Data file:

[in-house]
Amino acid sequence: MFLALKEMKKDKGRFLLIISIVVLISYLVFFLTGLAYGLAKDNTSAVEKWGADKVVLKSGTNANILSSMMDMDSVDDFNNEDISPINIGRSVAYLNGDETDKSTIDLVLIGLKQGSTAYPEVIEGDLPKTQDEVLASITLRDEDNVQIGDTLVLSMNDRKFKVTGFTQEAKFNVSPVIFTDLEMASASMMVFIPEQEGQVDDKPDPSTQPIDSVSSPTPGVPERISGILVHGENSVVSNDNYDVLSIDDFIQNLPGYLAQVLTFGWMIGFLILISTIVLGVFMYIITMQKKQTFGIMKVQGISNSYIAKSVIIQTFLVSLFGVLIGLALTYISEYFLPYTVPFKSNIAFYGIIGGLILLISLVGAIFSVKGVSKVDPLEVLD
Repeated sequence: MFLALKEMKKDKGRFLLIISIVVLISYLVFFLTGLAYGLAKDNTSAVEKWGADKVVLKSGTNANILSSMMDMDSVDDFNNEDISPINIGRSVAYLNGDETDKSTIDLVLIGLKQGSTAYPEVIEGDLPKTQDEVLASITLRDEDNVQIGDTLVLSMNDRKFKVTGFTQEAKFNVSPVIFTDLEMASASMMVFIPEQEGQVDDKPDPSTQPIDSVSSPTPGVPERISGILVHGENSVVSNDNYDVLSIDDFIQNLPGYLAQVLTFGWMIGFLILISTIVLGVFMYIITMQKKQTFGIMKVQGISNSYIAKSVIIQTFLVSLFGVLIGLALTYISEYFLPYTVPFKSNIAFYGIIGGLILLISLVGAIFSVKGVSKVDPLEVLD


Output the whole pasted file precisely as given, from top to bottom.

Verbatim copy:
[in-house]
Amino acid sequence: MFLALKEMKKDKGRFLLIISIVVLISYLVFFLTGLAYGLAKDNTSAVEKWGADKVVLKSGTNANILSSMMDMDSVDDFNNEDISPINIGRSVAYLNGDETDKSTIDLVLIGLKQGSTAYPEVIEGDLPKTQDEVLASITLRDEDNVQIGDTLVLSMNDRKFKVTGFTQEAKFNVSPVIFTDLEMASASMMVFIPEQEGQVDDKPDPSTQPIDSVSSPTPGVPERISGILVHGENSVVSNDNYDVLSIDDFIQNLPGYLAQVLTFGWMIGFLILISTIVLGVFMYIITMQKKQTFGIMKVQGISNSYIAKSVIIQTFLVSLFGVLIGLALTYISEYFLPYTVPFKSNIAFYGIIGGLILLISLVGAIFSVKGVSKVDPLEVLD
Repeated sequence: MFLALKEMKKDKGRFLLIISIVVLISYLVFFLTGLAYGLAKDNTSAVEKWGADKVVLKSGTNANILSSMMDMDSVDDFNNEDISPINIGRSVAYLNGDETDKSTIDLVLIGLKQGSTAYPEVIEGDLPKTQDEVLASITLRDEDNVQIGDTLVLSMNDRKFKVTGFTQEAKFNVSPVIFTDLEMASASMMVFIPEQEGQVDDKPDPSTQPIDSVSSPTPGVPERISGILVHGENSVVSNDNYDVLSIDDFIQNLPGYLAQVLTFGWMIGFLILISTIVLGVFMYIITMQKKQTFGIMKVQGISNSYIAKSVIIQTFLVSLFGVLIGLALTYISEYFLPYTVPFKSNIAFYGIIGGLILLISLVGAIFSVKGVSKVDPLEVLD